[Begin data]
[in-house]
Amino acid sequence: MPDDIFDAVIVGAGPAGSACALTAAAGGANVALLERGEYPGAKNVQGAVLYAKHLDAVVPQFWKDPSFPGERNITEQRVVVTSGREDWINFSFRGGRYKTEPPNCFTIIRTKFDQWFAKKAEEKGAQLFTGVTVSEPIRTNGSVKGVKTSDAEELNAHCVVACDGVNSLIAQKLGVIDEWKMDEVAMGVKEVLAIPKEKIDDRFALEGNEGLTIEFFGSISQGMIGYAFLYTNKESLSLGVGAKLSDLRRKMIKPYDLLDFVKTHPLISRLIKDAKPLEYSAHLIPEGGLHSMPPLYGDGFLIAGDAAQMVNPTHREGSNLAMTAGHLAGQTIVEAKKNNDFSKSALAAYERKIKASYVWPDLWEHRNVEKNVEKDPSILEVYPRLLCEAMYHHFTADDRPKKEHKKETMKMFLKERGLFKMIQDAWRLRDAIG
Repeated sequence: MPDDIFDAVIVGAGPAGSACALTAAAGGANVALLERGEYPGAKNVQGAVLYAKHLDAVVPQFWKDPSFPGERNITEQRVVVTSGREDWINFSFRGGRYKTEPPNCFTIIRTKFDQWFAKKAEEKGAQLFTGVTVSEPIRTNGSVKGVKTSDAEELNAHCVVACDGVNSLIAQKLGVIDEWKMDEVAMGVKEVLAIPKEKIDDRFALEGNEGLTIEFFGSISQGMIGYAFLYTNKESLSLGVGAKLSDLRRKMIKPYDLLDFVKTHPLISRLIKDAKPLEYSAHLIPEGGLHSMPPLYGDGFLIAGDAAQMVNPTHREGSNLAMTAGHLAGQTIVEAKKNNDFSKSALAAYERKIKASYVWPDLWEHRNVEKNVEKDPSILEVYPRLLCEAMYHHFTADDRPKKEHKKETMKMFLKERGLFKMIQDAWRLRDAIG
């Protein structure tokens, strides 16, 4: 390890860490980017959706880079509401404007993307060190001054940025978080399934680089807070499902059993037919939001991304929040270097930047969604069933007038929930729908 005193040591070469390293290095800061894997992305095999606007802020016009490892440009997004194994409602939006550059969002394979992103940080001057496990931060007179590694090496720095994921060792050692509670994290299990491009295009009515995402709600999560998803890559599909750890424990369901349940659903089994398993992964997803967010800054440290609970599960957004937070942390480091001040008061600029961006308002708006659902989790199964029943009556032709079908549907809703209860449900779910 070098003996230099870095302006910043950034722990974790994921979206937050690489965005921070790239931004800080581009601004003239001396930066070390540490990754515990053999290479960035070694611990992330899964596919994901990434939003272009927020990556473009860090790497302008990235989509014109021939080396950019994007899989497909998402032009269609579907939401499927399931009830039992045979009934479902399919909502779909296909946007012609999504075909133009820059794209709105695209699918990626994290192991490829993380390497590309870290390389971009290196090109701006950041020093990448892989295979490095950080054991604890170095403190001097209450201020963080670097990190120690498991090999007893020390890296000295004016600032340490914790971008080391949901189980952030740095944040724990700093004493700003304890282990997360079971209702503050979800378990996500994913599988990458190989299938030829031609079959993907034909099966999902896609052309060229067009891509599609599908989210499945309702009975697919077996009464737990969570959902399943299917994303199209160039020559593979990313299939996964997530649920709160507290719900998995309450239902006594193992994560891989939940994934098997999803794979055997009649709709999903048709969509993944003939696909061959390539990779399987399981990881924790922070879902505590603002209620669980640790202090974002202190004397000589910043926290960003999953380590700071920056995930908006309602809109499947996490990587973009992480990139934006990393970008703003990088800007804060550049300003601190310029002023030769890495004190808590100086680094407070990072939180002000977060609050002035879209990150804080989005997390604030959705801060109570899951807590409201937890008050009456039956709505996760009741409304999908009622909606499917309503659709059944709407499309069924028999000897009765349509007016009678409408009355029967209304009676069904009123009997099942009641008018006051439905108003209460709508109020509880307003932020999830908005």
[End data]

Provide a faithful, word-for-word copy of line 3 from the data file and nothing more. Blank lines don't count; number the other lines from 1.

Repeated sequence: MPDDIFDAVIVGAGPAGSACALTAAAGGANVALLERGEYPGAKNVQGAVLYAKHLDAVVPQFWKDPSFPGERNITEQRVVVTSGREDWINFSFRGGRYKTEPPNCFTIIRTKFDQWFAKKAEEKGAQLFTGVTVSEPIRTNGSVKGVKTSDAEELNAHCVVACDGVNSLIAQKLGVIDEWKMDEVAMGVKEVLAIPKEKIDDRFALEGNEGLTIEFFGSISQGMIGYAFLYTNKESLSLGVGAKLSDLRRKMIKPYDLLDFVKTHPLISRLIKDAKPLEYSAHLIPEGGLHSMPPLYGDGFLIAGDAAQMVNPTHREGSNLAMTAGHLAGQTIVEAKKNNDFSKSALAAYERKIKASYVWPDLWEHRNVEKNVEKDPSILEVYPRLLCEAMYHHFTADDRPKKEHKKETMKMFLKERGLFKMIQDAWRLRDAIG